A San Jose police officer is accused of raping a woman who called 911 following a domestic violence incident.
Officer Geoffry Graves, 38, has been charged with forcible rape, by Santa Clara County prosecutors, according to SFGate.com:
The incident [which occurred on Sept. 22] began when Graves and three other San Jose officers responded to a family disturbance involving a married couple about 2 a.m., prosecutors said. The officers determined that both spouses had been drinking and had argued, but that no crime had occurred, authorities said.
After police responded to the call, the woman told police she wanted to stay at a hotel where she had previously worked. Graves drove her to the hotel around 2:30 in the morning. She checked into her room and fell asleep. Then, about 15 minutes later, she heard knocking and opened the door:
"The defendant entered the room, grabbed the victim forcibly and pushed her onto the bed," Sgt. Craig Storlie, a San Jose police internal affairs investigator, wrote in an affidavit.
Graves then "took off parts of his uniform with the exception of his bulletproof vest," climbed on top of the struggling woman and raped her, Storlie wrote.
The woman reported the incident in October, prompting an investigation by San Jose police. "Physical evidence corroborates the victim's allegations," and the woman identified Graves as the attacker, prosecutors said.
Graves was booked on Monday and posted $100,000 bail. He is currently on paid administrative leave.
San Jose Police Chief Larry Esquivel said the case "tugs at our integrity," and called it "an isolated incident."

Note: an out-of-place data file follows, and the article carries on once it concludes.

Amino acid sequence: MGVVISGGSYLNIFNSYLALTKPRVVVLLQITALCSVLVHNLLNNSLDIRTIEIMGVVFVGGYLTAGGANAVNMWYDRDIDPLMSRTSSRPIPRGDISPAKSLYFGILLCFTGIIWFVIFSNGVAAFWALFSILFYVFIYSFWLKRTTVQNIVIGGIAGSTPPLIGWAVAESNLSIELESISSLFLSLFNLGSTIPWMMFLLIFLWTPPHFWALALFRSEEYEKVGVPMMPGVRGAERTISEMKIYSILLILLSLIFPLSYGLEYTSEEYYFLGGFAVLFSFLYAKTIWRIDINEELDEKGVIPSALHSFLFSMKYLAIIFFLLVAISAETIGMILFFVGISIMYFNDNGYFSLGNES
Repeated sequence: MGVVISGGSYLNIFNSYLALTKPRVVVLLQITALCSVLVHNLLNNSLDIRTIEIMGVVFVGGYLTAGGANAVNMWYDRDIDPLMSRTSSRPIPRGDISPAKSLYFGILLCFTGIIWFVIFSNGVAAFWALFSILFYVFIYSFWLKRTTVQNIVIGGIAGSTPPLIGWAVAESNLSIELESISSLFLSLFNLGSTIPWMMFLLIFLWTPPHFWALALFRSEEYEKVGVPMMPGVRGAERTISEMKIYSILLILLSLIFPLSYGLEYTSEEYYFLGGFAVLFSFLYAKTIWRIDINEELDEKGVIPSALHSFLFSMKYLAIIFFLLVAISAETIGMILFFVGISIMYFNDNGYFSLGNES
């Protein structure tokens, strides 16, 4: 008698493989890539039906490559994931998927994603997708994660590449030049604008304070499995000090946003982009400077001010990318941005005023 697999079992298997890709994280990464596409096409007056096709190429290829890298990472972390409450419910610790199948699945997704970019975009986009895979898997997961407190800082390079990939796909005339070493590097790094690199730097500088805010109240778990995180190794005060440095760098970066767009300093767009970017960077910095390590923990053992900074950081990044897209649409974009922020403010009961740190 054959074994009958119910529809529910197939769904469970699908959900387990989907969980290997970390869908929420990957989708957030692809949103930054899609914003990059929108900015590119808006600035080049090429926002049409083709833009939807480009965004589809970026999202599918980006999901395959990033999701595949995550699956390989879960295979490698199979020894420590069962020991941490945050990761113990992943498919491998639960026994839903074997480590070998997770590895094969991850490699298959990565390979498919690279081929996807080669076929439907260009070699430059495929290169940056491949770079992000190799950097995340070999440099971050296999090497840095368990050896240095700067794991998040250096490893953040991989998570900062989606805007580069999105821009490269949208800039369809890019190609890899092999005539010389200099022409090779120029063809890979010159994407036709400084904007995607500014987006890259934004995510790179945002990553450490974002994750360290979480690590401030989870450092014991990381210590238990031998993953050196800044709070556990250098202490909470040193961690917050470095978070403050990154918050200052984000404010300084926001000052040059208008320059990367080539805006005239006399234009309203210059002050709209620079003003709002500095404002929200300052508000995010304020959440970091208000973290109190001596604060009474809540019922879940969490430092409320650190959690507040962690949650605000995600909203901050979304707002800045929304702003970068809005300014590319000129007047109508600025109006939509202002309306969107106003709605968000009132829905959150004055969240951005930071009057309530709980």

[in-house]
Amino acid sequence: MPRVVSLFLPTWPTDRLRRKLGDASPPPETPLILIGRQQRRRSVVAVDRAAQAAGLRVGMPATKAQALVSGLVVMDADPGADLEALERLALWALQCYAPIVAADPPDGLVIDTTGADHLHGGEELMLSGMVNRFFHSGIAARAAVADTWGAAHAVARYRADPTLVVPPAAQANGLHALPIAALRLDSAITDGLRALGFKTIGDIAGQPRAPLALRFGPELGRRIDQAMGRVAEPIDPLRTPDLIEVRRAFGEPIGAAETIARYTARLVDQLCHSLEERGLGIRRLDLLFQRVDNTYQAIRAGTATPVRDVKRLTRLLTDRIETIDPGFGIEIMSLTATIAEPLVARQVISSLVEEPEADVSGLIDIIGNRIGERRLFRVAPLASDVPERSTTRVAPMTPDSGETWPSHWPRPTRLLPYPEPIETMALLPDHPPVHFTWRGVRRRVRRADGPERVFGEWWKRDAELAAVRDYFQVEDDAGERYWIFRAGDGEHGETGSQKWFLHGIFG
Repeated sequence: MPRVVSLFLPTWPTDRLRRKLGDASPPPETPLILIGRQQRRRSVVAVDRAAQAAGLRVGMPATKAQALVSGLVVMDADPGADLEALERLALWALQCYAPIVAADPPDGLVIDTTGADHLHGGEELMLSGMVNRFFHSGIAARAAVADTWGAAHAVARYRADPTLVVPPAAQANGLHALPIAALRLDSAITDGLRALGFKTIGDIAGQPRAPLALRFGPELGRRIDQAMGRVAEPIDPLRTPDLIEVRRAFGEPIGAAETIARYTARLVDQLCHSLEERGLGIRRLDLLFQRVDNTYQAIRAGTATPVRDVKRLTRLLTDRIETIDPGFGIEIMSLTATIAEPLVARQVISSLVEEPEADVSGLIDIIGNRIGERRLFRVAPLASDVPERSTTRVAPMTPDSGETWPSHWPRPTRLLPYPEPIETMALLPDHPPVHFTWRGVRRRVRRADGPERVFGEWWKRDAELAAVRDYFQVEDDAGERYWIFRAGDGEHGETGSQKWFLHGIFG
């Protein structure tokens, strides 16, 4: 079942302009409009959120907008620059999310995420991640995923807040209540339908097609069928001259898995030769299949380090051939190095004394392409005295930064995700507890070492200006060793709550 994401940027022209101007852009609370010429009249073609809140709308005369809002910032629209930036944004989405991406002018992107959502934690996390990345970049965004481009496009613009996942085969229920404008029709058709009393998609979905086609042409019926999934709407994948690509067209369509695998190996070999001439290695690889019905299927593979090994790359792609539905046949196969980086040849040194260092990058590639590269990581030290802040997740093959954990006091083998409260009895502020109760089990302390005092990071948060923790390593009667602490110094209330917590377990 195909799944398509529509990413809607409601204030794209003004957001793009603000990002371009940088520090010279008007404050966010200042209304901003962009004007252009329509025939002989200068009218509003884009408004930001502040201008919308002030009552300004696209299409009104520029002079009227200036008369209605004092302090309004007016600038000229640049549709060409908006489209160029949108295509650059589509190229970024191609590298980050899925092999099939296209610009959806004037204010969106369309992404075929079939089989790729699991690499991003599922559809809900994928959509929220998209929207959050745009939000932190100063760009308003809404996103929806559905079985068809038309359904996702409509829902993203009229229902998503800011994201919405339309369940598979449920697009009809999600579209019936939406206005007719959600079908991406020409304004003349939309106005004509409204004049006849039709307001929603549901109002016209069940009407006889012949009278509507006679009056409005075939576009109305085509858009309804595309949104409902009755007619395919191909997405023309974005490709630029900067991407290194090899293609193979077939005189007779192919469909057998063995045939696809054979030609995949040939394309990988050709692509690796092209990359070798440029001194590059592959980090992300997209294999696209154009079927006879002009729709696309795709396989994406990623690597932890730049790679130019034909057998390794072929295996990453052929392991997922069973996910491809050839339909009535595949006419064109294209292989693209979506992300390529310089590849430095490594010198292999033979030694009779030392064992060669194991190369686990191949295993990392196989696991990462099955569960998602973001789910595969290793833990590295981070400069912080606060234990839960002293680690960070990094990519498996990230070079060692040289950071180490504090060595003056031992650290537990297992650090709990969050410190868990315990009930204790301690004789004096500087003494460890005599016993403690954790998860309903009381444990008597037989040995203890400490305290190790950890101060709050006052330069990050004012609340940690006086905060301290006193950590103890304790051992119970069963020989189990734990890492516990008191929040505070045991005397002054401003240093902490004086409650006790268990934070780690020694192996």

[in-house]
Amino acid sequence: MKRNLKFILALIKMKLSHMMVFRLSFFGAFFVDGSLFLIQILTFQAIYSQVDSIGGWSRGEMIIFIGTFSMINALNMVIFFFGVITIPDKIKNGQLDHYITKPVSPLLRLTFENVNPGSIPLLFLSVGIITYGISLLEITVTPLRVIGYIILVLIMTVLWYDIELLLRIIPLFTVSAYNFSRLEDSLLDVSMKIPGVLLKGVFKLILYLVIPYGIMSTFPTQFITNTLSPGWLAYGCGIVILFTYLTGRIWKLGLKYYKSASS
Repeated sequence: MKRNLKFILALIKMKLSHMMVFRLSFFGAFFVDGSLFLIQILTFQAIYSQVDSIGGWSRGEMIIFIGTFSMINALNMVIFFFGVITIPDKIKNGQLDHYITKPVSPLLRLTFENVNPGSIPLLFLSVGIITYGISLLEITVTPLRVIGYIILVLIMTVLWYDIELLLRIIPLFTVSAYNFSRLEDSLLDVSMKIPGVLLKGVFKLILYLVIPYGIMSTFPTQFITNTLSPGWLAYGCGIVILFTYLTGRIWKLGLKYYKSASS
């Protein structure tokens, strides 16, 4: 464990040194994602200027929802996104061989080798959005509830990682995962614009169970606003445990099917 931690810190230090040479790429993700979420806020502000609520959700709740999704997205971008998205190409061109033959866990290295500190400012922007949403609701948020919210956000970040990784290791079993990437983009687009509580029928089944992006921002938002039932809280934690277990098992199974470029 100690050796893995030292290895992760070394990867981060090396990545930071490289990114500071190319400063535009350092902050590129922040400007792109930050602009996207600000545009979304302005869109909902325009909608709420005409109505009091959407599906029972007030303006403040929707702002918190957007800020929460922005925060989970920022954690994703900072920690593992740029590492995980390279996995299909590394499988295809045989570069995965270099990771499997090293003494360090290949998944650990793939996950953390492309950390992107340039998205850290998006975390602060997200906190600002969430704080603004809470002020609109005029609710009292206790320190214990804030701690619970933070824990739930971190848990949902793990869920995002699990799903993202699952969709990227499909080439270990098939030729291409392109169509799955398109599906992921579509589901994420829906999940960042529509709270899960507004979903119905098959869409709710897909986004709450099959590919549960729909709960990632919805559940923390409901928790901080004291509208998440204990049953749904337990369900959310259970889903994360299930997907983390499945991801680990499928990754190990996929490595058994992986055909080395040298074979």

This is the second time in 24 hours we've reported on a story involving a police officer charged with raping a woman who called police for help during a domestic violence incident. Both stories also involve incidents that were reported months before the officers involved were either suspended or placed on leave during the investigation. Also, it's the second time police officials have brushed this off as an isolated incident that doesn't represent their respective departments.
Both of these officers were on duty at the time of the assault, making these stories all the more chilling.
Sexual predators using the position of influence and power (in this case, police officers) to prey on victims who are already in vulnerable situations (and who come to them for help) is nothing new.
Hopefully the system will respond accordingly with measures to better monitor and oversee officer actions (which is something a lot of people will tell you needed to happen long before these crimes occurred). The city of San Jose is moving forward with a study on implementing officer body cameras on its officers, and Detroit is also considering cameras for their officers as well (it's been extremely cost-prohibitive for many police departments around the country).
Only time will tell if body cameras or similar measures will be effective, but right now it's most important to focus on these incidents and making sure the victims get the justice they deserve.
Image via AP Images.